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Update on "How Green is Your Raincoat" - Columbia Sportswear introduces PFC-free rain jacket

Chemical Watch | News Item | Columbia Sportswear introduces PFC-free rain jacket - June 23, 2016 Copy 


Chemical Watch: Global risk and regulation news

Columbia Sportswear introduces PFC-free rain jacket

Jacket's outer membrane removes need for DWR treatment

23 June 2016 / Alternatives assessment & substitution, Textiles & apparel, United States
Products - OutDry Extreme Eco Shell ©Columbia Sportswear
Kelly Franklin
Editor, North America

US company Columbia Sportswear has developed what it calls the industry’s “first high-performance, environmentally friendly” rain jacket made without intentionally added perfluorinated compounds (PFCs).
In recent years, the outdoor industry has largelyconverted from long-chain (C8) to short-chain PFCs in durable water repellent (DWR) treatments. But many manufacturers have resisted calls from environmental groups to immediately move away from bioaccumulative fluorinated chemistries, saying that current alternatives do not offer adequate performance.

In a statement, Columbia said the issue of PFCs in rainwear was "an environmental problem that has been widely acknowledged by top brands in the industry, but none of them have been able to solve the issue without impacting performance, until now.”

Technical aspects

The company’s OutDry Extreme ECO technology, available from spring 2017, uses a durable waterproof membrane that does not rely on an outer fabric layer treated with a topical coating of DWR.
An abrasion-resistant waterproof membrane has been placed on the outside of the garment, replacing the outer fabric layer. According to a company spokesperson, this removes the risk of the jacket “wetting out” like traditional rainwear does when the DWR wears off.

The jacket’s fabric is 100% recycled polyester. It is also not dyed, which the company says reduces the water, energy and chemical use in the manufacture process. It said the jacket’s technology took three years to develop.

Going PFC-free

Columbia says it is “very conscious” that while the new product gives the company a PFC-free alternative, “it does not solve the problem PFC issue entirely.” The company will continue to use short-chain PFCs in “a majority” of its waterproof products, it says.

Nor is Columbia the first brand to introduce a PFC-free rain jacket. UK brand Páramo Directional Clothing, for example, has eliminated PFCs from its supply chain, and signed up to Greenpeace’s Detox campaign.

But the company told Chemical Watch that the waxes, oils and silicones that may be used in place of a PFC-DWR “can be penetrated by oil, including lotions and oils from skin, and are very susceptible to wet out.” Because Columbia’s technology places the membrane on the outer layer of the garment, it does not require DWR to prevent wet-out. This results in higher performance than those using PFC-free DWR, it says.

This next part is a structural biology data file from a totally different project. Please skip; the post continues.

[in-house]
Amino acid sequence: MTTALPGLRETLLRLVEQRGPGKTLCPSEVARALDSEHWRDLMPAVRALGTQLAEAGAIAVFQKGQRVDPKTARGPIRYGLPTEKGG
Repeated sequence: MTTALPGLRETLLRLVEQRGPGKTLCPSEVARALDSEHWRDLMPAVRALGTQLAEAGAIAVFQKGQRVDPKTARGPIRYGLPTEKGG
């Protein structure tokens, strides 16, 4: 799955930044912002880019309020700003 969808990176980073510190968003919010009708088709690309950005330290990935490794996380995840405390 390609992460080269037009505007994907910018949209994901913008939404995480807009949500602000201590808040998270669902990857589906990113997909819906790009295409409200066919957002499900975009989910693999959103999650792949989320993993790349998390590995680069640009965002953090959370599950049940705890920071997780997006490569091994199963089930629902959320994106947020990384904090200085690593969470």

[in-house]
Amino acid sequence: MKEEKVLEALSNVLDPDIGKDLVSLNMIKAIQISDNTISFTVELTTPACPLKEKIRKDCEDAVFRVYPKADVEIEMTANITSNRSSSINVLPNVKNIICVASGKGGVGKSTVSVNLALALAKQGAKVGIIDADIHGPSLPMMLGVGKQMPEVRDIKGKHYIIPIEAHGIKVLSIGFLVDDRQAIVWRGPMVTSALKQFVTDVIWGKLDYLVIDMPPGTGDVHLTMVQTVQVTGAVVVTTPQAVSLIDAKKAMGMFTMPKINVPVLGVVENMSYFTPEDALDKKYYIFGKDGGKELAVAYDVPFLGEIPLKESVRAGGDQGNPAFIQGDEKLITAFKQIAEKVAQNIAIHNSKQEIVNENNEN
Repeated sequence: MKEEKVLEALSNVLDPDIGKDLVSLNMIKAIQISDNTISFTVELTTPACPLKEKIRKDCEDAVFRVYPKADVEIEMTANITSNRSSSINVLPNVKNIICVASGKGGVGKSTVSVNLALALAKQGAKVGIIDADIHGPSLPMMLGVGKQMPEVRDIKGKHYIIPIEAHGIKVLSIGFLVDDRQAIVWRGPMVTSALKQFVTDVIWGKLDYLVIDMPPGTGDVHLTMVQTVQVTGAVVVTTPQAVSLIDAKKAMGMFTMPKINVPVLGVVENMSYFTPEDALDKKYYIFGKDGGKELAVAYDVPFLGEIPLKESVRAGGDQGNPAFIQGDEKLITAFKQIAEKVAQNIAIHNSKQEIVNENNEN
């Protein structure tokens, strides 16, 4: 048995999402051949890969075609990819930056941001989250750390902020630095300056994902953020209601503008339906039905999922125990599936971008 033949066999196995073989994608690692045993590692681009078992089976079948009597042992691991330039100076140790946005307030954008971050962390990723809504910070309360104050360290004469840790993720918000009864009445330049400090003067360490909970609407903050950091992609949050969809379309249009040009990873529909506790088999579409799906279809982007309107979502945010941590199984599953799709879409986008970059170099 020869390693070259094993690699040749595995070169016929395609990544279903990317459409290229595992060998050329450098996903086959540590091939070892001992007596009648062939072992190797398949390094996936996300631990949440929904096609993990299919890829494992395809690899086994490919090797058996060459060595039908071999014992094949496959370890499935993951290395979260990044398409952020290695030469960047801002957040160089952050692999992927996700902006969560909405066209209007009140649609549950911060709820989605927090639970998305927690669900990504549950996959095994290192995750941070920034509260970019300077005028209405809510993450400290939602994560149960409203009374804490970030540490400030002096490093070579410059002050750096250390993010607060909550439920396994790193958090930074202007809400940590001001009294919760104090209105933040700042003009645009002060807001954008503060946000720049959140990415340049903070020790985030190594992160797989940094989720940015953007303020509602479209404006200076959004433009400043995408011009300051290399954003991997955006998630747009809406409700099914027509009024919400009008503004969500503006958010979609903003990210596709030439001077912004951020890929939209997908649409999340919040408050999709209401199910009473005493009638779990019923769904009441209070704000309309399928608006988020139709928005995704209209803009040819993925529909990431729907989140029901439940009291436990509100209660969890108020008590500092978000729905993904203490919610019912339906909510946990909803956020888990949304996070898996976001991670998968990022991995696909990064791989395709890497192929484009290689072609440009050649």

When some manufacturers reference “PFC-free”, it added, they’re speaking only about the DWR treatment, which may not account for the fact that there are PFCs in the membrane.

Broader view

Beth Jensen, director of sustainable business innovation at the Outdoor Industry Association (OIA), said Columbia’s technology is “an excellent example of the re-thinking of the traditional product design process” that members of the organisation seek for transitioning away from PFCs.

The next steps, added Ms Jensen, will be to determine the scalability of the solution – such as costs, manufacturing capability and availability, and its compatibility with other types of products and performance requirements. “The industry is eager to implement less impactful solutions for the products’ waterproofing needs,” she said.

Mirjam Kopp, project leader for Greenpeace’s Detox Outdoor project, said Columbia's new product has “many great features” that represent a “first step from Columbia to tackle the issue of PFCs in their products and supply chain”.

But she said it is “proof that tech innovation to eliminate toxic chemicals, such as PFCs, is already available in the outdoor and textile sector”. Greenpeace has called on the company to catch up with frontrunners in the industry, like Páramo.

Columbia said it is its "challenge and opportunity to educate consumers about why PFC alternatives matter, and why it’s in our collective interests to pursue [alternative] solutions”.

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